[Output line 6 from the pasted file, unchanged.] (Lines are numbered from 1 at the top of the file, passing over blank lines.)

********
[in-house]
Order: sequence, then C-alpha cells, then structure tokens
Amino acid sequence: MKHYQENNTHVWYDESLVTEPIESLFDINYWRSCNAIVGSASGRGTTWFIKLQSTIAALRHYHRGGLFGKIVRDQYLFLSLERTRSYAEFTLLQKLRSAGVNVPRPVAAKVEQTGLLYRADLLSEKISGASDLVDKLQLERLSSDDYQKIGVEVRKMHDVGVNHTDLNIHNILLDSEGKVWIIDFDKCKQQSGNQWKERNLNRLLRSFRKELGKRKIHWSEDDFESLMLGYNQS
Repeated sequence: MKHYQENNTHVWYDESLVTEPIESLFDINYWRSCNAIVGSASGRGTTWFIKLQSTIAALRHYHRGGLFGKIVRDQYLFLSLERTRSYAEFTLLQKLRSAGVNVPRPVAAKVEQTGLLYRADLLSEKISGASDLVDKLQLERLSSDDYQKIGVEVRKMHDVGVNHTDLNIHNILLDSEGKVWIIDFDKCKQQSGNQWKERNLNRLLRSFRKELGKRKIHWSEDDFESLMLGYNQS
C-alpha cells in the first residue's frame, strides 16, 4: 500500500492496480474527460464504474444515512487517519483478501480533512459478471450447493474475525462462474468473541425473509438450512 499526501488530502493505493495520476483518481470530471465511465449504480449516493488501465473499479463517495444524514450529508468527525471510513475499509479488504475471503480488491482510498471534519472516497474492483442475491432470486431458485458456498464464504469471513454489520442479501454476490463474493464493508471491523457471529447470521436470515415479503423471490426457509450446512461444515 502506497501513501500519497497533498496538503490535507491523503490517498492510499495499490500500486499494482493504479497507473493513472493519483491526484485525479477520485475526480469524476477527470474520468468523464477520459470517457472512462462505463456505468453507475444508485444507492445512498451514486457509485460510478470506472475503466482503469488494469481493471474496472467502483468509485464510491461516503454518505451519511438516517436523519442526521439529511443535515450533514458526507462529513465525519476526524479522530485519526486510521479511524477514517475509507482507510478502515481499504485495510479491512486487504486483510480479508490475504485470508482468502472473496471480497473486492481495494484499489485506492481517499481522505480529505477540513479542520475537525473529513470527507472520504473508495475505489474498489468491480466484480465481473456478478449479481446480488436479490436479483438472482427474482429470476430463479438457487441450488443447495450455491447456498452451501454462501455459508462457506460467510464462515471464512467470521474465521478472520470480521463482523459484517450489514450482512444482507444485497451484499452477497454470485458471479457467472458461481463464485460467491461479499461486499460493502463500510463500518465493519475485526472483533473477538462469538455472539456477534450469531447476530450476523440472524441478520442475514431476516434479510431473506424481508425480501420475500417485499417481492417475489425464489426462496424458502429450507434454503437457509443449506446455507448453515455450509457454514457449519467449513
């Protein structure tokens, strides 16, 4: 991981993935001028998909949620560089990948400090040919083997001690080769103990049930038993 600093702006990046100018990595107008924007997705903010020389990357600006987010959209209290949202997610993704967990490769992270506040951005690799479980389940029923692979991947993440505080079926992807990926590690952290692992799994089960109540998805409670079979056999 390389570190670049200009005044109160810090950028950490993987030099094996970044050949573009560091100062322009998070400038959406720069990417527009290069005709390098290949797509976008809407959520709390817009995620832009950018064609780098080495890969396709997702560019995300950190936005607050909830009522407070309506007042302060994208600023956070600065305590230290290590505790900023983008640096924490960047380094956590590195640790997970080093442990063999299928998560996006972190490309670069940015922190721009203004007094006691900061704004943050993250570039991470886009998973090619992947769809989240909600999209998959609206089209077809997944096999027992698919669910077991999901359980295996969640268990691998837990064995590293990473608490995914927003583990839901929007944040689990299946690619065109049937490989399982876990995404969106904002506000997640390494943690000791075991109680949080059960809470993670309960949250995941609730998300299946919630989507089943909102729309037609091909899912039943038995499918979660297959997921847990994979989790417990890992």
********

């Protein structure tokens, strides 16, 4: 991981993935001028998909949620560089990948400090040919083997001690080769103990049930038993 600093702006990046100018990595107008924007997705903010020389990357600006987010959209209290949202997610993704967990490769992270506040951005690799479980389940029923692979991947993440505080079926992807990926590690952290692992799994089960109540998805409670079979056999 390389570190670049200009005044109160810090950028950490993987030099094996970044050949573009560091100062322009998070400038959406720069990417527009290069005709390098290949797509976008809407959520709390817009995620832009950018064609780098080495890969396709997702560019995300950190936005607050909830009522407070309506007042302060994208600023956070600065305590230290290590505790900023983008640096924490960047380094956590590195640790997970080093442990063999299928998560996006972190490309670069940015922190721009203004007094006691900061704004943050993250570039991470886009998973090619992947769809989240909600999209998959609206089209077809997944096999027992698919669910077991999901359980295996969640268990691998837990064995590293990473608490995914927003583990839901929007944040689990299946690619065109049937490989399982876990995404969106904002506000997640390494943690000791075991109680949080059960809470993670309960949250995941609730998300299946919630989507089943909102729309037609091909899912039943038995499918979660297959997921847990994979989790417990890992």